Gustuf: This is true. The great thing about the internet and gaming is that it has given a lot of people who may have not had a voice a positive outlet. Takethis.org for instance talks about how gaming can be a tool for socialization for people with anxiety, fear, depression. It’s interesting how much we see mental health and gaming intersect. But it is important to embrace the positives. Anxiety Gaming, for example, one of our nonprofit recipients, has many games who need help but are afraid of the labels that entails. Promoting neurodiversity means you embrace the fact that you may be wired differently.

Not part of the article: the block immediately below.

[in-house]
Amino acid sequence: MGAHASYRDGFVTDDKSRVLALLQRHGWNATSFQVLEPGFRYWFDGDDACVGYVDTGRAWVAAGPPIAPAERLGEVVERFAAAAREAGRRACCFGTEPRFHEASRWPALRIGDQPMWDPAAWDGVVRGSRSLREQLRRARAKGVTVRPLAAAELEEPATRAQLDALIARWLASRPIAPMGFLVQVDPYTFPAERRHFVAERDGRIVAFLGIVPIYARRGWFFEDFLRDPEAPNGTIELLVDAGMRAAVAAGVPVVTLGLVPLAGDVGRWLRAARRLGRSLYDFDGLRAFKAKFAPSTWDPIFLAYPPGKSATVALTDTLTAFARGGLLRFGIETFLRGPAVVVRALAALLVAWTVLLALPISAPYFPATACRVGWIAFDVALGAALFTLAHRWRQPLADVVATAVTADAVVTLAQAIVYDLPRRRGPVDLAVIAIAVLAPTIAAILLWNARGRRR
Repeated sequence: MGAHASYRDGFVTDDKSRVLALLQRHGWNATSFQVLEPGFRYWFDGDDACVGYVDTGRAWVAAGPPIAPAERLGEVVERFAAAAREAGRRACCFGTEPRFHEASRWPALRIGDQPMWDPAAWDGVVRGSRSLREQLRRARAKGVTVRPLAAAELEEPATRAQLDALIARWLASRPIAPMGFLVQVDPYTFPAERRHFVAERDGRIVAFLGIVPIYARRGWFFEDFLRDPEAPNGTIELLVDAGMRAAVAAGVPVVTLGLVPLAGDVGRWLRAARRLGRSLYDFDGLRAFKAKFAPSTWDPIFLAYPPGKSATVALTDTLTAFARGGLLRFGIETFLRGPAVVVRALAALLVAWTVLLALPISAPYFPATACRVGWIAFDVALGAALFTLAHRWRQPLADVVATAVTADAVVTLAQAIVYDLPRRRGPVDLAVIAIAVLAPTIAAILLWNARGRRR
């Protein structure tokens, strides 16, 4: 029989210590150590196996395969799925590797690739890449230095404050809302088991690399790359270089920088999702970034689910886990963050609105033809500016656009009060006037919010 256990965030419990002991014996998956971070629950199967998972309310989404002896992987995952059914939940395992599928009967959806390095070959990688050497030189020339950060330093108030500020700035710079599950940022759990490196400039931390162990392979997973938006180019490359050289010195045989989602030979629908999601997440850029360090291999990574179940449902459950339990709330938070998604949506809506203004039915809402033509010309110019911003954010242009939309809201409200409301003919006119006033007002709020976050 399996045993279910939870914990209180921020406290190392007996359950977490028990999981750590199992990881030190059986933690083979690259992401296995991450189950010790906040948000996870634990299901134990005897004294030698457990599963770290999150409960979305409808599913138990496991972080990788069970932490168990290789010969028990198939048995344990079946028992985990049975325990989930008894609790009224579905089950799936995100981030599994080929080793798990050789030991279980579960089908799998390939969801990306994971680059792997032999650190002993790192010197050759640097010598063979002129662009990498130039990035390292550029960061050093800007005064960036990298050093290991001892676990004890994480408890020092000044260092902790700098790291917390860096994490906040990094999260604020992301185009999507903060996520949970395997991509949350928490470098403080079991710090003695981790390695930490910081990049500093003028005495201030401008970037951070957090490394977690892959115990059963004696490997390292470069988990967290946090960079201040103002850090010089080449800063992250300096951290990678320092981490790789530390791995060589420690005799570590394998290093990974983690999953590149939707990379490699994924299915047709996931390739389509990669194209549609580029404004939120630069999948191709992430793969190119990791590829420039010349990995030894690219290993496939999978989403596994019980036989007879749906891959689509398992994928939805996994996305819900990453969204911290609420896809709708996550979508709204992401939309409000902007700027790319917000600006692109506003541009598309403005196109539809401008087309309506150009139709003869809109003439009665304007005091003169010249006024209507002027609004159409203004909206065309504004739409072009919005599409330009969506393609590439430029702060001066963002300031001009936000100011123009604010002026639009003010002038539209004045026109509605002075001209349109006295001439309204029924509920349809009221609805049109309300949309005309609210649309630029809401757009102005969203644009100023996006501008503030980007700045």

Hoodie: YES. Both of those charities are awesome.

Thanks for being a part of our new effort in the It’s Still You mental health awareness and support group as well. After my “year of mental health” so to speak, I just want to see people more comfortable talking about it all.

Gustuf: The chiptune community in particular has made me feel like I am not alone. And It’s Still You is a fantastic group. Very casual and open. I think being heard is sometimes the first step but you need an environment where it’s comfortable to talk as well. We all create that. We all are responsible for that. I think efforts like this is proof that social media can be used for good and not just Lolcats and memes. So in the end, we can has open conversation on mental health

Hoodie: We. Can. Has.